Recently, we have identified fundamental differences in both the N-linked and O-linked carbohydrate composition for HIV-1 versus SIVsm [51,71]. We defined two N-linked sites in the external surface glycoprotein gp120 and one in the gp41 transmembrane glycoprotein whose mutation imparted high-level resistance to the inhibitory effects of the high-mannose carbohydrate binding lectins GNA and HHA onto cloned SIVmac239 [71]. This was in contrast to selection of HIV-1, where the GNA and HHA-resistant population lacked eight of 24 N-linked sites in gp120 [72]. We used a GNA-binding ELISA to show that assorted HIV-1 and SIVcpz gp120s are consistently and considerably higher in high-mannose composition than assorted gp120s from SIVmac, SIVsm, and HIV type 2 (HIV-2) (Table 1) [71]. In a separate study, we identified an O-linked carbohydrate attachment region in the gp120 of SIVmac239, whose mutation imparted high-level resistance to the inhibitory effects of jacalin, a lectin that binds O-linked carbohydrate, onto cloned SIVmac239 [51]. Modification of the gp120 of SIVmac239 with non- and mono-sialylated core 1 carbohydrate was confirmed by mass spectrometry [51]. Furthermore, using a jacalin-binding ELISA, we showed that assorted gp120s from SIVmac and SIVsm were consistently modified with non- and mono-sialylated core 1 mucin-type O-linked carbohydrate while assorted HIV-1 and SIVcpz gp120s consistently lacked these jacalin-sensitive structures (Table 1) [51].

Table 1
Description of the viral host, carbohydrate composition, and disease progression.


The best characterized interaction of the carbohydrate of HIV and SIV Env is the binding to the host lectin DC-SIGN. DC-SIGN on dendritic cells has been shown to mediate trans-infection of permissive CD4+ T-cells for HIV-1, HIV-2, SIVmac, SIVmne, and SIV from African green monkeys [73,74,75]. In trans-infection experiments, HIV-1 Env that had a high high-mannose carbohydrate composition mediated the infection of CD4+ T-cells seven times more than that of the low high-mannose HIV-2 Env [74].

Interestingly, even though the DC-SIGN of multiple species of monkeys have been shown to mediate the trans-infection of virus, no animal experiment has been reported showing the contribution of trans-infection mediated by DC-SIGN to the dissemination of virus in the host. This is probably due to the multitude of lectins that can mediate trans-infection. In rhesus macaques, dendritic cells have been reported to efficiently transmit primate lentiviruses independently of DC-SIGN [76].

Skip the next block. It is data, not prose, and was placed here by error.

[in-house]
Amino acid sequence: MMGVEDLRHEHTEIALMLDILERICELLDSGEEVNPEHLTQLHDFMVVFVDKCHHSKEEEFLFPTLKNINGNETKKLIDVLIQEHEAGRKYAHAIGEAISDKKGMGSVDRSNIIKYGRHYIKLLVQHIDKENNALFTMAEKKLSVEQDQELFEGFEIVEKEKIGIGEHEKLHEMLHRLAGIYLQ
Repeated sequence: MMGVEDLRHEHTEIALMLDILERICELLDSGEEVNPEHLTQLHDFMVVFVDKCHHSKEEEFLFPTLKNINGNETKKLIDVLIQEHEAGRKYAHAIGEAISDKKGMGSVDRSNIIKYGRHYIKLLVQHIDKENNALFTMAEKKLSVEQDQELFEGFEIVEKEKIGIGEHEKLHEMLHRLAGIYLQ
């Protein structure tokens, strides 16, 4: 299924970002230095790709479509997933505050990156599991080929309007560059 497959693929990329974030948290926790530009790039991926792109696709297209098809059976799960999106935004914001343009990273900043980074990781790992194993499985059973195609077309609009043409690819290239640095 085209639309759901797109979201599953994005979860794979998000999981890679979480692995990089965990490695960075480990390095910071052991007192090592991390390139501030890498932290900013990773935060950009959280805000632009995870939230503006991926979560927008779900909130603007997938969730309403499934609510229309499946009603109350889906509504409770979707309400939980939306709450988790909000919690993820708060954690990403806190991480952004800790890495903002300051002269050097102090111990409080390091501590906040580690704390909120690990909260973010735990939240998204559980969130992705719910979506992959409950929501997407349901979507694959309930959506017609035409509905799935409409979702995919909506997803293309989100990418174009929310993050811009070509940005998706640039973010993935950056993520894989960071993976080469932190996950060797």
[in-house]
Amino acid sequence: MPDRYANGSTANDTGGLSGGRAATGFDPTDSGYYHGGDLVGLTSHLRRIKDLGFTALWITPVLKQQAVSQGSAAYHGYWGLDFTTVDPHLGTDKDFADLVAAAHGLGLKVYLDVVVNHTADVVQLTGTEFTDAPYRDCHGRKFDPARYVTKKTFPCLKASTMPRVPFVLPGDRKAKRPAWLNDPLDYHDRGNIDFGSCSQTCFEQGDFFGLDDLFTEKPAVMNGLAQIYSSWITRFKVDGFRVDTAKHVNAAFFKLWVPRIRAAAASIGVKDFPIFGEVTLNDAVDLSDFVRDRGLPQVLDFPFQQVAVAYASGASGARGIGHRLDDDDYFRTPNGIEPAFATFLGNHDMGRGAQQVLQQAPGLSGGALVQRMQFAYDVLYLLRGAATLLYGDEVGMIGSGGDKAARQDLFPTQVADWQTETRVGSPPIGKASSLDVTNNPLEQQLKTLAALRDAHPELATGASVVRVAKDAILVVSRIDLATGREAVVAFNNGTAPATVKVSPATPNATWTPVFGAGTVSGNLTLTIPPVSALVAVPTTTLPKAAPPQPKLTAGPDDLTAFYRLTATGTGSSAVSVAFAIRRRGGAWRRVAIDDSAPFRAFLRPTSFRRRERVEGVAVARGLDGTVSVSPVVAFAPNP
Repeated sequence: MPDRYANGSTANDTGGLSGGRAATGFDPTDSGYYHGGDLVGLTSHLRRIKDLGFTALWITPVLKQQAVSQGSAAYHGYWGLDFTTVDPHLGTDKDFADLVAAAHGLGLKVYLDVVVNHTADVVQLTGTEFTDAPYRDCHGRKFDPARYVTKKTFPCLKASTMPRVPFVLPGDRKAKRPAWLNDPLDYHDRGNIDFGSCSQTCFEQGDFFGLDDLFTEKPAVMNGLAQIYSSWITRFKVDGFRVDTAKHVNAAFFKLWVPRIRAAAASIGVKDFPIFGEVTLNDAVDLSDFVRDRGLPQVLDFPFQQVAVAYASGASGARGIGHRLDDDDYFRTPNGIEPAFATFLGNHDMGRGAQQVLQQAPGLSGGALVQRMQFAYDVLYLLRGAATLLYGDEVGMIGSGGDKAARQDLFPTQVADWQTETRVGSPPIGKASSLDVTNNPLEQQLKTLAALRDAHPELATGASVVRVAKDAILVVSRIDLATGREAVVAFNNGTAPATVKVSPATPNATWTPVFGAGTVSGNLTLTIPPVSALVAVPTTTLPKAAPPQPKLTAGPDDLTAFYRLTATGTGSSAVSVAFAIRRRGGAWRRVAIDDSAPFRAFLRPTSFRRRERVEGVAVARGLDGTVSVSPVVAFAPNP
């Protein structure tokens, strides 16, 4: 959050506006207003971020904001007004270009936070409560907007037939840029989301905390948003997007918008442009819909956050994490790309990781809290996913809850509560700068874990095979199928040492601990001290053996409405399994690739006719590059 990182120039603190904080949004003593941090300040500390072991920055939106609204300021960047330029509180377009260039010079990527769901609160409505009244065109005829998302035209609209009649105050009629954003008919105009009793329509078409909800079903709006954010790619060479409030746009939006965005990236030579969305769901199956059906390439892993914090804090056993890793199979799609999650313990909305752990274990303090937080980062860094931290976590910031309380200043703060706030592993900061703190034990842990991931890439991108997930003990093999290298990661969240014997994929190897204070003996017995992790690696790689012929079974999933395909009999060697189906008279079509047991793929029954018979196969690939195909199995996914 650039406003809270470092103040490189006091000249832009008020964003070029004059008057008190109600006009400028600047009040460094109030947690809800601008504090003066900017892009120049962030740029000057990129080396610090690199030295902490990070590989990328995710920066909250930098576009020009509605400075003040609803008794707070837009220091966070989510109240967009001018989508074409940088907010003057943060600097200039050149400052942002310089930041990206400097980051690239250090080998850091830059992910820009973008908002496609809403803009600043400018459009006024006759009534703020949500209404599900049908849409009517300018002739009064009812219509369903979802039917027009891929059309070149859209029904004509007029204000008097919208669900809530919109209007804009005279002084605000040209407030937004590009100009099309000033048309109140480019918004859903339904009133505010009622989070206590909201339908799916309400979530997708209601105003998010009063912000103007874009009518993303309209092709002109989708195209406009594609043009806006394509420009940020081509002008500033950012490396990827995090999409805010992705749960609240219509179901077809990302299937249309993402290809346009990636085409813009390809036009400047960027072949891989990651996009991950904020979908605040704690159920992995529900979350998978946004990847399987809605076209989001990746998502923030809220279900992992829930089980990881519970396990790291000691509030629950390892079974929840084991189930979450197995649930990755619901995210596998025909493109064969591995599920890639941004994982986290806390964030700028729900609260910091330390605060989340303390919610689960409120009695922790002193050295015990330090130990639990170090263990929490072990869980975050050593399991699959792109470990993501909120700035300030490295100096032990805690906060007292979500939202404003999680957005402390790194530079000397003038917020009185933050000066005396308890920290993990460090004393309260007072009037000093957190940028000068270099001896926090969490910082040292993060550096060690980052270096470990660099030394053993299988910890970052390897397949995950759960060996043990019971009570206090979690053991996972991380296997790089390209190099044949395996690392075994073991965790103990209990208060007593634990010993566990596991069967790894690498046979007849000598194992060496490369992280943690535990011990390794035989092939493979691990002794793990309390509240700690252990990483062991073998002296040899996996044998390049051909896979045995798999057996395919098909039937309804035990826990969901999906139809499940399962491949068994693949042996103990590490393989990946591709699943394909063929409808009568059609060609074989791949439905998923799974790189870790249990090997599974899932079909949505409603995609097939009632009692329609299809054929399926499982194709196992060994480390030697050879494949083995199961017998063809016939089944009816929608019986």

The carbohydrate of the HIV and SIV Env functions in the proper folding and processing of a fusion-competent Env spike, functions to shield the virus from effective antibody-mediated neutralization of infection, functions to bind host lectins to enhance the infection of permissive cells, and functions to trigger signaling pathways resulting in both the productive infection of dendritic cells and the release of immune modulatory cytokines from dendritic cells. The newly highlighted differences in the composition of N-linked and O-linked carbohydrate on HIV-1 gp120 versus SIVsm gp120 may result in these lentiviruses engaging differentially with host lectins. The intriguing question arises whether these differences in carbohydrate composition may modulate the interaction of virus with the host such that humans infected with HIV-1 progress to disease while the majority of naturally infected sooty mangabeys resist generalized lymphoid activation and disease progression despite high levels of SIV replication. Determining whether carbohydrate indeed plays a role in mediating the activated state of the immune response to HIV in humans, and if so, the mechanism behind this activation, will be critical in the development of therapeutics directed toward the carbohydrate of Env.


human immunodeficiency virus
simian immunodeficiency virus
acquired immunodeficiency syndrome
envelope protein
SIV from rhesus macaque
dendritic cell-specific intercellular adhesion molecule-3-grabbing non-integrin
mannose binding lectin